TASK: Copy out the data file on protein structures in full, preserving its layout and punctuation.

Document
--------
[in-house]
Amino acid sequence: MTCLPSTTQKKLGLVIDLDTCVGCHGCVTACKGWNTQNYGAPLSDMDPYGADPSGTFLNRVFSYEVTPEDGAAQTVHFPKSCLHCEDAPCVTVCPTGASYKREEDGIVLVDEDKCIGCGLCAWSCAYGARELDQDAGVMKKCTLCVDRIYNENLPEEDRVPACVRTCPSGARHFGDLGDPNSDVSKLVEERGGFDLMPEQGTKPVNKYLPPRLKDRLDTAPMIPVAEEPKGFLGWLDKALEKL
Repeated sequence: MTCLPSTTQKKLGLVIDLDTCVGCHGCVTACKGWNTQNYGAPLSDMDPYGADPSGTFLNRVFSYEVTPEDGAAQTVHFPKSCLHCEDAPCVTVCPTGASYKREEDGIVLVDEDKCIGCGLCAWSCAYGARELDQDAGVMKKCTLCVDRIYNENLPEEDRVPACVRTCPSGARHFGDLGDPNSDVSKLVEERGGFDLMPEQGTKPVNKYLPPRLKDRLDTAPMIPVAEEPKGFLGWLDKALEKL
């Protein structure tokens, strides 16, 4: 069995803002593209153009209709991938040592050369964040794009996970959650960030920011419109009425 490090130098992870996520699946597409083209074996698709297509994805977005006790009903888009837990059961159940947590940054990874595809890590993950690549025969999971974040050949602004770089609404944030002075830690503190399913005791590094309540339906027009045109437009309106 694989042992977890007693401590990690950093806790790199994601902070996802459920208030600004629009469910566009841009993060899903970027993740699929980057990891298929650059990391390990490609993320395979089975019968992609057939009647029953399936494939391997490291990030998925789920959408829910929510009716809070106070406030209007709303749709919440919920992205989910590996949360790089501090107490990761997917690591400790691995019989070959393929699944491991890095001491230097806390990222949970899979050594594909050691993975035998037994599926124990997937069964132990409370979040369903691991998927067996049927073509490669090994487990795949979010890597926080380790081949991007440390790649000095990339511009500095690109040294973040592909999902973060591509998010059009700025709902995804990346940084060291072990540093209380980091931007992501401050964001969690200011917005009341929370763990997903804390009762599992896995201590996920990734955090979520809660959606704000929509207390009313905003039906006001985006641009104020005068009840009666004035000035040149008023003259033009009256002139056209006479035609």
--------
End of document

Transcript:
[in-house]
Amino acid sequence: MTCLPSTTQKKLGLVIDLDTCVGCHGCVTACKGWNTQNYGAPLSDMDPYGADPSGTFLNRVFSYEVTPEDGAAQTVHFPKSCLHCEDAPCVTVCPTGASYKREEDGIVLVDEDKCIGCGLCAWSCAYGARELDQDAGVMKKCTLCVDRIYNENLPEEDRVPACVRTCPSGARHFGDLGDPNSDVSKLVEERGGFDLMPEQGTKPVNKYLPPRLKDRLDTAPMIPVAEEPKGFLGWLDKALEKL
Repeated sequence: MTCLPSTTQKKLGLVIDLDTCVGCHGCVTACKGWNTQNYGAPLSDMDPYGADPSGTFLNRVFSYEVTPEDGAAQTVHFPKSCLHCEDAPCVTVCPTGASYKREEDGIVLVDEDKCIGCGLCAWSCAYGARELDQDAGVMKKCTLCVDRIYNENLPEEDRVPACVRTCPSGARHFGDLGDPNSDVSKLVEERGGFDLMPEQGTKPVNKYLPPRLKDRLDTAPMIPVAEEPKGFLGWLDKALEKL
């Protein structure tokens, strides 16, 4: 069995803002593209153009209709991938040592050369964040794009996970959650960030920011419109009425 490090130098992870996520699946597409083209074996698709297509994805977005006790009903888009837990059961159940947590940054990874595809890590993950690549025969999971974040050949602004770089609404944030002075830690503190399913005791590094309540339906027009045109437009309106 694989042992977890007693401590990690950093806790790199994601902070996802459920208030600004629009469910566009841009993060899903970027993740699929980057990891298929650059990391390990490609993320395979089975019968992609057939009647029953399936494939391997490291990030998925789920959408829910929510009716809070106070406030209007709303749709919440919920992205989910590996949360790089501090107490990761997917690591400790691995019989070959393929699944491991890095001491230097806390990222949970899979050594594909050691993975035998037994599926124990997937069964132990409370979040369903691991998927067996049927073509490669090994487990795949979010890597926080380790081949991007440390790649000095990339511009500095690109040294973040592909999902973060591509998010059009700025709902995804990346940084060291072990540093209380980091931007992501401050964001969690200011917005009341929370763990997903804390009762599992896995201590996920990734955090979520809660959606704000929509207390009313905003039906006001985006641009104020005068009840009666004035000035040149008023003259033009009256002139056209006479035609």